Into Percy Street, where a terrace of Georgian houses is worryingly empty.

While just across the road we have this, the beautiful Cathedral Mansions Co-op.

While just around the corner we have this, the beautiful Cathedral Mansions Co-op on Huskisson Street.

Sitting at the top of Mount Street watching the horses pass by.

Sitting at the top of Mount Street watching the horses pass by.

On their way to the other Cathedral?

On their way to the other Cathedral?

I go down Mount Street to catch a bus.

Passing the Grapes, one of Liverpool's finest.

Passing the Grapes, one of Liverpool’s finest.

On my way to Sefton Park.

On my way to Sefton Park.

Where a gospel Choir is singing on the far side of the lake.

Where a Gospel Choir is singing on the far side of the lake.

I’m here because I’m worried about the park’s babies.

As you might know I’ve been doing my own personal ‘Springwatch’ the last couple of weeks since finding this enchanting sight at the side of the main lake.

Four tiny goslings.

Four tiny goslings.

Well, I’d passed through here yesterday, Friday evening, and found only a pair of adult geese, no goslings and lots of notices about taking extra care for the young.

But today I find them.

But today I find them.

Sadly though, one of the four goslings has gone. Nature’s like this sometimes.City28

But everyone's grateful for the 3 that remain.

So everyone’s grateful for the three that remain.

And the cygnets are fine too.

And the cygnets are fine too. Still seven of them.

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So all's well on this halcyon day.

So all’s mostly well on this halcyon day.

Living for the City isn’t easy sometimes. For all of us creatures who live here. It takes great care to care for the place, to govern it, to fix the streets and houses, and raise the children, in joy and freedom. And we don’t always get it right.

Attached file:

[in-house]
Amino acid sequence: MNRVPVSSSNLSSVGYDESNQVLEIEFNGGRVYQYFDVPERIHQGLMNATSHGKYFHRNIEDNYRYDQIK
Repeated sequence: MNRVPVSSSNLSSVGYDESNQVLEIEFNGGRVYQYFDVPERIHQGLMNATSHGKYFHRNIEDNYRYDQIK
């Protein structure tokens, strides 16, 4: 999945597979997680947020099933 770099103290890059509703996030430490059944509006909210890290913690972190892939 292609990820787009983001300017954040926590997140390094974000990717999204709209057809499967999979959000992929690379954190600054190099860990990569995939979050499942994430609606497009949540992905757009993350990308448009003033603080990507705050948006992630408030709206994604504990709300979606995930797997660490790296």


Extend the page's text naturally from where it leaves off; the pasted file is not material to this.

But today, today felt good. Well done Liverpool.

The next Granby 4 Streets Markets will be on the first Saturdays of the summertime months, 6th July, 3rd August, 7th September. Culminating in a musical extravaganza in September like last year:

Contact Rosa for more information about the markets and to book a table: 0151 726 9379. Or email granby4streetsmarket@hotmail.co.uk

8 thoughts on “Living for the City, going back to Granby

  1. cheethamlib

    I’m sitting here grinding my teeth as I think about those attractive Victorian terraces with gothic doorways and in some cases windows (guerilla gardening). I like the wild gardens particularly the blue flowers not doubt seeded from some long ago carefully tended small garden. What a waste and the fate of those boarded up Georgian terraces looks ominous but perhaps reason will prevail.

    I’m keeping my fingers crossed for the safe journey to adulthood for the 3 little goslings.

    Again lovely photographs – what else can we expect from Ronnie.

    Reply
    1. Ronnie Hughes Post author

      News from my run yesterday morning, I’m afraid it’s 2 goslings now. They’re looking bigger and stronger, but obviously still vulnerable. Hard to be a baby wild animal in the city.

      Reply
  2. Des McConaghy

    What simply lovely pictures Ronnie. We tried to save the place in 1969-1972! I am now especially upset to see your pics of Ducie Street. These properties were known in UK housing law books as “The Granby Decision” – since in 1969 it was mainly horrible and overcrowded multi-lets (without the most basic amenities), and mainly owned by rotten absent landlords. But in spite of City indecision we then got the then Government to approve CPOs (“Compulsory Purchase Orders”) for the purpose of “transfering housing to responsible ownership” – a national UK case law innovation. So many of them were then taken over and passed to local housing associations who converted them into modern self contained flats – some indeed opened by our own Ken Dodd! Alas I fear the then associations did not manage and maintain them as they should have done – and especially given their importance as a national case law precedent.

    By the way there were at least four goslings in the lake at Sefton Park the other day – but I think their parents are about to decide that it is time they found their own lake.

    Reply